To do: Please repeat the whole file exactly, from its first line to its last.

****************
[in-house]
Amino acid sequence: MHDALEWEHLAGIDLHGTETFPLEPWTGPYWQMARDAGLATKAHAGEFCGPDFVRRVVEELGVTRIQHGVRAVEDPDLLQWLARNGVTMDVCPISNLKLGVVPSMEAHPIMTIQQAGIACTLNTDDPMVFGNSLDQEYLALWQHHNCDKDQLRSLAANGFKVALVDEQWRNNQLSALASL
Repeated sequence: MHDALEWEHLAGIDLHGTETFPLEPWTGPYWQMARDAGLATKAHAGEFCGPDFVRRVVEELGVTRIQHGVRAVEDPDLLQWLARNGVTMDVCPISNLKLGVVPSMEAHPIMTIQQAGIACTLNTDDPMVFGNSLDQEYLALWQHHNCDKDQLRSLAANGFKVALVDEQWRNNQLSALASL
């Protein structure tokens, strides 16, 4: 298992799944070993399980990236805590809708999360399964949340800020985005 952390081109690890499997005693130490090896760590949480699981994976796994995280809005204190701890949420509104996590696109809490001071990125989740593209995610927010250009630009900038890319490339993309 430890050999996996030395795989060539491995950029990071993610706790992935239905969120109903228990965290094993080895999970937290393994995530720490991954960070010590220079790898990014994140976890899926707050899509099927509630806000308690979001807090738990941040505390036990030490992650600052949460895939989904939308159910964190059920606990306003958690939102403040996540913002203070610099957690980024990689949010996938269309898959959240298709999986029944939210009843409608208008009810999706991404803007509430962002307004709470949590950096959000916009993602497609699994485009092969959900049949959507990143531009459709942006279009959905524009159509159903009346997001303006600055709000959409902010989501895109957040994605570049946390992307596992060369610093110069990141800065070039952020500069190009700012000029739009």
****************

[in-house]
Amino acid sequence: MHDALEWEHLAGIDLHGTETFPLEPWTGPYWQMARDAGLATKAHAGEFCGPDFVRRVVEELGVTRIQHGVRAVEDPDLLQWLARNGVTMDVCPISNLKLGVVPSMEAHPIMTIQQAGIACTLNTDDPMVFGNSLDQEYLALWQHHNCDKDQLRSLAANGFKVALVDEQWRNNQLSALASL
Repeated sequence: MHDALEWEHLAGIDLHGTETFPLEPWTGPYWQMARDAGLATKAHAGEFCGPDFVRRVVEELGVTRIQHGVRAVEDPDLLQWLARNGVTMDVCPISNLKLGVVPSMEAHPIMTIQQAGIACTLNTDDPMVFGNSLDQEYLALWQHHNCDKDQLRSLAANGFKVALVDEQWRNNQLSALASL
């Protein structure tokens, strides 16, 4: 298992799944070993399980990236805590809708999360399964949340800020985005 952390081109690890499997005693130490090896760590949480699981994976796994995280809005204190701890949420509104996590696109809490001071990125989740593209995610927010250009630009900038890319490339993309 430890050999996996030395795989060539491995950029990071993610706790992935239905969120109903228990965290094993080895999970937290393994995530720490991954960070010590220079790898990014994140976890899926707050899509099927509630806000308690979001807090738990941040505390036990030490992650600052949460895939989904939308159910964190059920606990306003958690939102403040996540913002203070610099957690980024990689949010996938269309898959959240298709999986029944939210009843409608208008009810999706991404803007509430962002307004709470949590950096959000916009993602497609699994485009092969959900049949959507990143531009459709942006279009959905524009159509159903009346997001303006600055709000959409902010989501895109957040994605570049946390992307596992060369610093110069990141800065070039952020500069190009700012000029739009």